- 1. Re: The distribution of Moebius(n)

Posted by: "Phil Carmody" thefatphil@... thefatphil

Date: Sun Jun 18, 2006 10:13 am (PDT)

The thing that is not intuitively clear to me is that those that remain,

those

with mu=+1 and -1, should be equidistributed. If anyone has a good heuristic

argument I'm all ears.

Phil

*****

Equidistribution is related to the equidistribution of odd and even in

binomial formula

(1 - 1 )^ m = 0

Sum of positive coeficients = magnitude of sum of negative coeficients.

The square free integers are the coeficients in the formal expansion of

(1 + 2) (1 + 3)(1 +5)(1+7)...(1+p)......

= 1 + 2 + 3 + 6 + 5 + 10 + 15 + 30 +

7 + 14 + 21 + 42 + 35 + 70 + 105 + 210 + ...

The number of terms in the formal expansion of

m products ( 1 + p1)(1 + p2) (1+p3)....(1 + pm) is 2^m.

half of these terms correspond to a product of an even number of primes,

and

half of these terms correspond to a product of an odd number of primes.

Kermit < kermit@... > - --- Kermit Rose <kermit@...> wrote:
>> The thing that is not intuitively clear to me is that those that remain,

You've re-ordered two subsequences of the squarefree integers, and provided a

>> those

>> with mu=+1 and -1, should be equidistributed. If anyone has a good heuristic

>> argument I'm all ears.

>

> Equidistribution is related to the equidistribution of odd and even in

> binomial formula

>

> (1 - 1 )^ m = 0

>

> Sum of positive coeficients = magnitude of sum of negative coeficients.

>

> The square free integers are the coeficients in the formal expansion of

>

> (1 + 2) (1 + 3)(1 +5)(1+7)...(1+p)......

>

> = 1 + 2 + 3 + 6 + 5 + 10 + 15 + 30 +

> 7 + 14 + 21 + 42 + 35 + 70 + 105 + 210 + ...

>

>

> The number of terms in the formal expansion of

>

> m products ( 1 + p1)(1 + p2) (1+p3)....(1 + pm) is 2^m.

>

> half of these terms correspond to a product of an even number of primes,

> and

> half of these terms correspond to a product of an odd number of primes.

bijection between those two subsequences. Regarding the re-ordering, note that

the largest member of the two subsequences are different by a factor of 2.

This same type of argument can provide a bijection between the primes and the

square-free non-primes, despite the fact that the former has zero density in

the squarefree integers.

So from my PoV, it's not a good enough heuristic as it stands, sorry. It was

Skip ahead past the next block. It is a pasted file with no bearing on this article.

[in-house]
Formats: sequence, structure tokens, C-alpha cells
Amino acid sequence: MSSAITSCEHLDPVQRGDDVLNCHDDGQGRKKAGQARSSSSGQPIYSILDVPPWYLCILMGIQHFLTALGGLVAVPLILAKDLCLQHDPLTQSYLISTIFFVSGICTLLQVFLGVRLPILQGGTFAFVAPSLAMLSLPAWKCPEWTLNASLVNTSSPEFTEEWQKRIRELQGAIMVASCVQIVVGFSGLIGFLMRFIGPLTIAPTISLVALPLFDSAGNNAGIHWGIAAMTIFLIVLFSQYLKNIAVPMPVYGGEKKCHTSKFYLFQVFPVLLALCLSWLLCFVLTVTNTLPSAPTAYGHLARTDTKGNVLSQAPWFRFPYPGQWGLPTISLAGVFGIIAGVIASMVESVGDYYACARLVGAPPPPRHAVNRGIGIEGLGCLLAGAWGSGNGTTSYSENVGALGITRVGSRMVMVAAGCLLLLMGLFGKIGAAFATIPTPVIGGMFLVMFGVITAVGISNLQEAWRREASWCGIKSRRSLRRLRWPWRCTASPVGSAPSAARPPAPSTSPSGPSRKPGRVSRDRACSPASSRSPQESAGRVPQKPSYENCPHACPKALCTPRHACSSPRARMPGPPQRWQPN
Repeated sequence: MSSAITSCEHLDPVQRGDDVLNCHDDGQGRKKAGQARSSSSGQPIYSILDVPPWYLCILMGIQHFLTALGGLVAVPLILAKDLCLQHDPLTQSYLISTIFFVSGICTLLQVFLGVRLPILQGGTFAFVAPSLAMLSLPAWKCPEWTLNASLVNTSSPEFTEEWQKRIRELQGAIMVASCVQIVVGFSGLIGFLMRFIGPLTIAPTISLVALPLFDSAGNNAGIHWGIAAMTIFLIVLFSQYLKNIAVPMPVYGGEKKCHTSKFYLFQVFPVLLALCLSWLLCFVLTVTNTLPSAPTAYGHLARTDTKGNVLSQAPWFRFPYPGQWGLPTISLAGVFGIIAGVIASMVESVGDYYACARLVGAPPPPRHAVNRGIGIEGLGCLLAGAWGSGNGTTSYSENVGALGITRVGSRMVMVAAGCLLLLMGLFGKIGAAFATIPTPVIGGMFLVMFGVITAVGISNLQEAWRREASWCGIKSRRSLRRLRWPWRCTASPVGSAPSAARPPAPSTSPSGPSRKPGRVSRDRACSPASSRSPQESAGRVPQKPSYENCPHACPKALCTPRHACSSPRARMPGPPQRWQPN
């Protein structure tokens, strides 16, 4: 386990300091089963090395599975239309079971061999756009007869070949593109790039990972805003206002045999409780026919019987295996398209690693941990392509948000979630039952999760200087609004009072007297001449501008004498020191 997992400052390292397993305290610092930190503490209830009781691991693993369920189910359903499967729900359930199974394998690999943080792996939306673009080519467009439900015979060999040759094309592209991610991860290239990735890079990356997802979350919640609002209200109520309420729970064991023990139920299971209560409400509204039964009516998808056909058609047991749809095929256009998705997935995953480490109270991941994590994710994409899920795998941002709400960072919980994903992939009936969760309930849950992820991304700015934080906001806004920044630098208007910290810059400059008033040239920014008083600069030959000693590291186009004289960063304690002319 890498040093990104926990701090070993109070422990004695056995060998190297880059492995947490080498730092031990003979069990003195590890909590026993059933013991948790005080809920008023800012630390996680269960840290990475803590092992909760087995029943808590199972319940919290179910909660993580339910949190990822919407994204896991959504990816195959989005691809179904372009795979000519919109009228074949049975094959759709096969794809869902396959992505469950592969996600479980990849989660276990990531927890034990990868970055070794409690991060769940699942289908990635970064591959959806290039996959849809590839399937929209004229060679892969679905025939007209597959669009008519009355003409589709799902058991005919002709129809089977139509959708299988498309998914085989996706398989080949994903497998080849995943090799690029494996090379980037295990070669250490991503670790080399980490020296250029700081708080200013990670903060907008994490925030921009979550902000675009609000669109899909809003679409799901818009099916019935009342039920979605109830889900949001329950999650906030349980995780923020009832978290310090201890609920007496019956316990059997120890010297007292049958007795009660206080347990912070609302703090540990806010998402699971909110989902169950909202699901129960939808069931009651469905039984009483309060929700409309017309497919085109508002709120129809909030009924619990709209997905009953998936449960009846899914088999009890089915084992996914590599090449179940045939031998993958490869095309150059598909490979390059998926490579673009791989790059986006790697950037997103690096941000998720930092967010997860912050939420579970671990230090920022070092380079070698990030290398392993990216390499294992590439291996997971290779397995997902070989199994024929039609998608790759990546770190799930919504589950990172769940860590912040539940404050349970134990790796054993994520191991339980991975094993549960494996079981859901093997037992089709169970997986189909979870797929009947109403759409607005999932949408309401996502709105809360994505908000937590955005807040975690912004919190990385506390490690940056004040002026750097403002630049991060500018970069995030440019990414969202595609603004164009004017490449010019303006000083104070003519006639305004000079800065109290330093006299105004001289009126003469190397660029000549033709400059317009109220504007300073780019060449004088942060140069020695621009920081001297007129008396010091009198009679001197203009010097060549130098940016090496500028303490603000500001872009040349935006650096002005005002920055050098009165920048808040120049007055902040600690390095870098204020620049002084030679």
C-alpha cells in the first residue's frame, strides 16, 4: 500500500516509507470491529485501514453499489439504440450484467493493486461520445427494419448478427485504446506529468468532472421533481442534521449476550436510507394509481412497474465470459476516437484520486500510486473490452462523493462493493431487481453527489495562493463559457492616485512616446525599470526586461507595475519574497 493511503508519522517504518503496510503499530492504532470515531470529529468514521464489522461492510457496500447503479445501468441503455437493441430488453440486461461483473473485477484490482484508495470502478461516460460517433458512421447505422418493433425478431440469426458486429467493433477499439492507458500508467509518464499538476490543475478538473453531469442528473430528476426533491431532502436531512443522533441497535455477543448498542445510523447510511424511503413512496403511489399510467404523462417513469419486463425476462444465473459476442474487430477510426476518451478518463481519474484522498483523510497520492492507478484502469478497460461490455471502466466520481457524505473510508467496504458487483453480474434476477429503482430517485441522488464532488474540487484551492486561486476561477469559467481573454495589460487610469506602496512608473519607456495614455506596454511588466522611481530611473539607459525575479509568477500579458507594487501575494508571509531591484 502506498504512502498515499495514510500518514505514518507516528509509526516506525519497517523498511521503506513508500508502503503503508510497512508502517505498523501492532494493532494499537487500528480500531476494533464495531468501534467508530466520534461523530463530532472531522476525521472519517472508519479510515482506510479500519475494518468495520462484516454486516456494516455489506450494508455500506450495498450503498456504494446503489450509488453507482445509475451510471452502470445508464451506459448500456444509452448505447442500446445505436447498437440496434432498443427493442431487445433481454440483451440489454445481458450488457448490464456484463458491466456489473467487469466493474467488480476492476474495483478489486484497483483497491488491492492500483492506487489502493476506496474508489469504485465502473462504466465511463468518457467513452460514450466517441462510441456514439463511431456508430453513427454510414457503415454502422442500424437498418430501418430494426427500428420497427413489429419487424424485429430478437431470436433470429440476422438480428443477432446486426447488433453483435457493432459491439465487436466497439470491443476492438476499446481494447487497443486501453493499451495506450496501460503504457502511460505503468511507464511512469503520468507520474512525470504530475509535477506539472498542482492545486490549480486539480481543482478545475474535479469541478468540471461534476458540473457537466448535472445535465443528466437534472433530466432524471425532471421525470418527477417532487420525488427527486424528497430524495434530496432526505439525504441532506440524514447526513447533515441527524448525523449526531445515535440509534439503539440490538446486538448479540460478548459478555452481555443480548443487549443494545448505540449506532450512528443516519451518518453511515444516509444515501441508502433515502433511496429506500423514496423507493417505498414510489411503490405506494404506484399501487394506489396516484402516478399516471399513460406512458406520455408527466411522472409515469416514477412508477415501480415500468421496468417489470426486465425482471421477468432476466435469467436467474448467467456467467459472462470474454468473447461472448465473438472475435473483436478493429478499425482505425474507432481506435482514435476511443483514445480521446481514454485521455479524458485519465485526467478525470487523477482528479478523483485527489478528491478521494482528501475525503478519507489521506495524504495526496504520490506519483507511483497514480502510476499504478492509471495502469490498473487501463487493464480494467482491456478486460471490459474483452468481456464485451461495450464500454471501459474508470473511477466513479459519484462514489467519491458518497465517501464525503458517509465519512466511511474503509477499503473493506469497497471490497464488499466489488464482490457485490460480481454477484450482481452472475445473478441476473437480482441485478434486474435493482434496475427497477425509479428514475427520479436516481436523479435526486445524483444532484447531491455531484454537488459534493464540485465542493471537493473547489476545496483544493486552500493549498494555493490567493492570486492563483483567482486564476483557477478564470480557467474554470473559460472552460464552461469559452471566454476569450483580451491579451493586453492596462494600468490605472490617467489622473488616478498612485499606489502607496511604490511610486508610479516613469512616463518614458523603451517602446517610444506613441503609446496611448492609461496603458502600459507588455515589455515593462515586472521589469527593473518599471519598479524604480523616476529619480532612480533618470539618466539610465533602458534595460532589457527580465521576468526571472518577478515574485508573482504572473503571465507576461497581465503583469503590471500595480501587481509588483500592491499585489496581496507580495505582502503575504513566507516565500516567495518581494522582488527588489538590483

close, though.

Phil

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http://mail.yahoo.com - I doubt that there is a good heuristic.

As important as Moebius(n) itself is, the cumulative value is more relevant, i.e. the number you get if you add Moebius(1)+Moebius(2)+Moebius(3)...+Moebius(k) for some number k. This is Mertens Function M(k). Its first 10 values for arguments k=1,2,3... up to 10, are 1,0,-1,-1,-2,-1,-2,-2,-2,-1.

M(k) is a very irregular function, oscillating back and forth in a "random walk".

For arguments 1000,2000 ...up to 10,000 it has values: 2,5,-6,-9,2,0,-25,-1,1,-23.

For arguments 1,000,000, 2,000,000 to 10,000,000, it has values 212,-247,107,192,-709,257,-184,-189,-340,1037. Ignoring the signs, it's evident that the size of M(k) increases, but nothing else is clear.

Cheers

Bob

Phil Carmody <thefatphil@...> wrote:

--- Kermit Rose <kermit@...> wrote:>> The thing that is not intuitively clear to me is that those that remain,

You've re-ordered two subsequences of the squarefree integers, and provided a

>> those

>> with mu=+1 and -1, should be equidistributed. If anyone has a good heuristic

>> argument I'm all ears.

>

> Equidistribution is related to the equidistribution of odd and even in

> binomial formula

>

> (1 - 1 )^ m = 0

>

> Sum of positive coeficients = magnitude of sum of negative coeficients.

>

> The square free integers are the coeficients in the formal expansion of

>

> (1 + 2) (1 + 3)(1 +5)(1+7)...(1+p)......

>

> = 1 + 2 + 3 + 6 + 5 + 10 + 15 + 30 +

> 7 + 14 + 21 + 42 + 35 + 70 + 105 + 210 + ...

>

>

> The number of terms in the formal expansion of

>

> m products ( 1 + p1)(1 + p2) (1+p3)....(1 + pm) is 2^m.

>

> half of these terms correspond to a product of an even number of primes,

> and

> half of these terms correspond to a product of an odd number of primes.

bijection between those two subsequences. Regarding the re-ordering, note that

the largest member of the two subsequences are different by a factor of 2.

This same type of argument can provide a bijection between the primes and the

square-free non-primes, despite the fact that the former has zero density in

the squarefree integers.

So from my PoV, it's not a good enough heuristic as it stands, sorry. It was

close, though.

Phil

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[Non-text portions of this message have been removed] - --- Bob Gilson <bobgillson@...> wrote:
> I doubt that there is a good heuristic.

Good -- elegant -- you might be right. However, I think that I can

formulate a trend to look for that would imply the equidistribution

of the +1 and -1 values.

For squarefree numbers in the range [N-N*eps, N+N*eps), create an

expression in terms of N for the number or the proportion of them

that have f \in {1, 2, 3, ... } factors. I believe such expressions

exist, as they certainly do for f=1, the primes. Then accumulate

the terms for odd and even f's, et viola - perhaps there is an

expression which has a simple limit.

Annoyingly, I suspect each term in the expression would (very slowly)

tend (as a proportion) to zero as N increases, so one could not simply

take a finite number of terms, nor even forget any earlier terms. I

think it would be a very nasty expression indeed.

The error bounds on this expression would also be fairly hideous, and

unfortunately that might matter. Euler's gamma shows how much the

primes can connive with their non-randomness.

Phil

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